(terms describing nonfiction highlighted)
Lee Gutkind, "What is Creative Nonfiction?" Creative Nonfiction Issue #0.
The words “creative” and “nonﬁction” describe the form. The word “creative” refers to the use of literary craft, the techniques ﬁction writers, playwrights, and poets employ to present nonﬁction—factually accurate prose about real people and events—in a compelling, vivid, dramatic manner. The goal is to make nonﬁction stories read like ﬁction so that your readers are as enthralled by fact as they are by fantasy.
The word “creative” has been criticized in this context because some people have maintained that being creative means that you pretend or exaggerate or make up facts and embellish details. This is completely incorrect. It is possible to be honest and straightforward and brilliant and creative at the same time.
[article continues to discuss memoir, popularity of creative nonfiction, ascendance in creative writing programs]
Writer's Studio, Duke University, "Creative Non-Fiction: Definition of the Genre."
Creative non-fiction is a relatively recently recognized “genre” that involves writing from personal experience and/or reporting on other peoples’ experiences. The best creative non-fiction work usually involves conducting a considerable amount of research, most often “in the field,” involving oral history interviewing, participant observation, detective / sleuthing work, as well as jumping into new adventures.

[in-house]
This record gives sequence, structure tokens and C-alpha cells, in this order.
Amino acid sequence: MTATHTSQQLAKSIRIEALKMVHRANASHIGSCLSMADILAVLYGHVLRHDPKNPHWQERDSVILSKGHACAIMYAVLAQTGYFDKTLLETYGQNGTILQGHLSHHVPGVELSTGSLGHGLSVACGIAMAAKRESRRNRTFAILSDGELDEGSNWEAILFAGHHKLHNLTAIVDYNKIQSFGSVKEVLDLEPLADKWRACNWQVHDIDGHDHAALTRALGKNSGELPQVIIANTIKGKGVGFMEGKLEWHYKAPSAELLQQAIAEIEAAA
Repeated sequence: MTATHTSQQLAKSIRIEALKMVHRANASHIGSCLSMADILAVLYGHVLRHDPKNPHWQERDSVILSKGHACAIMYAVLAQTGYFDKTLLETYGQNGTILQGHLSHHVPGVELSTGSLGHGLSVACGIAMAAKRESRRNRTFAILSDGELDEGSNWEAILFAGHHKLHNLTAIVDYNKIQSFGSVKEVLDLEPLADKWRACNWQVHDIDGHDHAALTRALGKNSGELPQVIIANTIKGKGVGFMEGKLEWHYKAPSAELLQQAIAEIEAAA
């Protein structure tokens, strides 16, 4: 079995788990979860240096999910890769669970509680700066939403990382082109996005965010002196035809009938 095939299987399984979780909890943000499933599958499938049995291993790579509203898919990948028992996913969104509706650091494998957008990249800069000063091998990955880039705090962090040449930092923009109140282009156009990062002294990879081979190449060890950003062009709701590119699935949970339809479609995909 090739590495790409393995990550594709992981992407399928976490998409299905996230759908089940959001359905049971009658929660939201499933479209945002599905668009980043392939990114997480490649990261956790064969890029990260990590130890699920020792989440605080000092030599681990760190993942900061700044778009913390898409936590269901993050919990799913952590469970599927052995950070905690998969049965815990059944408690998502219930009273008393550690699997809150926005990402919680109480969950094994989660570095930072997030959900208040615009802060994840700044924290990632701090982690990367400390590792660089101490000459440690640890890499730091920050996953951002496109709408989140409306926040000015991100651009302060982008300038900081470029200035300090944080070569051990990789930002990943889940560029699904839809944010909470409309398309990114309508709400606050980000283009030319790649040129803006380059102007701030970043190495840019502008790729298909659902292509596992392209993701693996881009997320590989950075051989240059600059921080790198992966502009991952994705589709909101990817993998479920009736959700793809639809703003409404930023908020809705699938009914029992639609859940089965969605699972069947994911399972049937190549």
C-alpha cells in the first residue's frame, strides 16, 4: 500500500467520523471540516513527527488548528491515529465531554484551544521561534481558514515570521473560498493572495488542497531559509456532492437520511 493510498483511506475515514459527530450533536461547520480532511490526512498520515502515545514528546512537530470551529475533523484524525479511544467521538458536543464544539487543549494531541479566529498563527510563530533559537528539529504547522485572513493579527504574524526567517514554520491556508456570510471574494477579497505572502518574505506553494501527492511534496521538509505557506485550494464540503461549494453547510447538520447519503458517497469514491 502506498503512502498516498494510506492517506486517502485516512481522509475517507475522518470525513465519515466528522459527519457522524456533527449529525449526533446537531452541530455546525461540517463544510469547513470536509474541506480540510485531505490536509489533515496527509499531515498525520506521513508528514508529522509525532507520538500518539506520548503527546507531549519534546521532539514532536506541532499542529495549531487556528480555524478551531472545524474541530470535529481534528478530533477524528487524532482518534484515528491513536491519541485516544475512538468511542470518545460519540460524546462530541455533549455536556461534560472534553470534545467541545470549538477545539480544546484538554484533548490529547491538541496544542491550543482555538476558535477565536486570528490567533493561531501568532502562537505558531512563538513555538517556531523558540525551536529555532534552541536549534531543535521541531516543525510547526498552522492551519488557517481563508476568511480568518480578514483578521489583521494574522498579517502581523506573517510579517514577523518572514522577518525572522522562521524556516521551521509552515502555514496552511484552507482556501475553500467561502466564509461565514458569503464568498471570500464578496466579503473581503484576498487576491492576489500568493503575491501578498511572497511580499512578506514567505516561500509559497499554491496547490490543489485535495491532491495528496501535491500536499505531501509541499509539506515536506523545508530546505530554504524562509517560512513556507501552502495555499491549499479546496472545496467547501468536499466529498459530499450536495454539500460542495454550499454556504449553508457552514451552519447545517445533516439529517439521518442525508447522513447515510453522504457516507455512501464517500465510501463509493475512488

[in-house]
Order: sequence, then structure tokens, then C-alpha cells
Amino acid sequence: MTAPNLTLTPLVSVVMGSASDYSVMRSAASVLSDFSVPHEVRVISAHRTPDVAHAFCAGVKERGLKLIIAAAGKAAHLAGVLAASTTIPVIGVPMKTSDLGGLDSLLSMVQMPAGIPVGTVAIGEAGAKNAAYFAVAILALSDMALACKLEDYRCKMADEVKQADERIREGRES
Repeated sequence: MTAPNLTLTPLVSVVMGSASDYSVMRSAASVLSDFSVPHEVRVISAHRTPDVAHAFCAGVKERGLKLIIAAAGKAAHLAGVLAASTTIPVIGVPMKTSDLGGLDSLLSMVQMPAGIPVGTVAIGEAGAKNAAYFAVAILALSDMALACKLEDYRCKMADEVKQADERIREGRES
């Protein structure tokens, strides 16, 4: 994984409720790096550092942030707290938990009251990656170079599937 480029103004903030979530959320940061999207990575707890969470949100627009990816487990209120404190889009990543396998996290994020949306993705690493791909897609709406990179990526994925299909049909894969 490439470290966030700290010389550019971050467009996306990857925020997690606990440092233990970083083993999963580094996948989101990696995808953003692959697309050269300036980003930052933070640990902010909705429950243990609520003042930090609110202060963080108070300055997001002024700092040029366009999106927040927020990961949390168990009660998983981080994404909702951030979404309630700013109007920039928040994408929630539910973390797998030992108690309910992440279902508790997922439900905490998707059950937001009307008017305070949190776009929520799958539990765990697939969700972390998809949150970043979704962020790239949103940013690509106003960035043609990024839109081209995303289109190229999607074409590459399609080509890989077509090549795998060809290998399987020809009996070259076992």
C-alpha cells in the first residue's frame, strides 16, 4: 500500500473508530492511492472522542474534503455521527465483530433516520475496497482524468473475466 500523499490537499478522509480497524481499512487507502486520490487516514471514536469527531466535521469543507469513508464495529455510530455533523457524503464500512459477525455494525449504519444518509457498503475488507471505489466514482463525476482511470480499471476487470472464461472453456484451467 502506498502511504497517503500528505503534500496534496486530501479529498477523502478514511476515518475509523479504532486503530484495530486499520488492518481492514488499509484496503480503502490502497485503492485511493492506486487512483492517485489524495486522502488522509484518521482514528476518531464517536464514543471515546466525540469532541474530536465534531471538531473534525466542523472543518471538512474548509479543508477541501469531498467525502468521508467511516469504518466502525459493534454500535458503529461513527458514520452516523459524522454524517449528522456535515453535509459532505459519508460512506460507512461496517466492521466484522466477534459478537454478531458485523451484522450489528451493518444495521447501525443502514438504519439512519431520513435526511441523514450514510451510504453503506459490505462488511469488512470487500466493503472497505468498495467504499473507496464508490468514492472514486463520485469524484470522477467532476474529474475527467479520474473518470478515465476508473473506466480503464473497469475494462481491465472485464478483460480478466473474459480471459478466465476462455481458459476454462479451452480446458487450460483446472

The range of possible topics is virtually unlimited, and this type of writing actually has a very long history. Creative nonfiction encompasses memoir writing, biography and autobiography, oral history, and inspired reportage on almost any subject. It involves writing about actual events in your own life and/or others’ lives, conveying your message through the use of literary techniques such as characterization, plot, setting, dialogue, narrative and personal reflection.
Eric LeMay, "What is Creative Nonfiction?" River Teeth: A Journal of Nonfiction Narrative 1 Feb. 2013
Creative nonfiction may be the most useful term . . . not because it’s descriptive (it isn’t), but because its failure to describe sparks one of the more productive questions a writer can ask: What is this thing I’m making?
Answer poem, and you’re on relatively sure footing. Fiction, likewise. But answer creative nonfiction, and suddenly the terra ferma feels less firm. The term slides apart. Creative calls up endless possibility, where fancy and imagination rule, but nonfiction demands obedience to the facts, to observation and documentation, where artistry has little place. Nonfiction jars against creativity, creative against nonfiction.
Carolyn Forché and Philip Gerard,
(quoted by LeMay, above)
. (quoted by LeMay, above)
The genre has become a fertile meeting ground for writers of all kinds. . . . Somehow all their diverse interests converge in a genre that seems expansive enough to connect the self to the larger world of experience.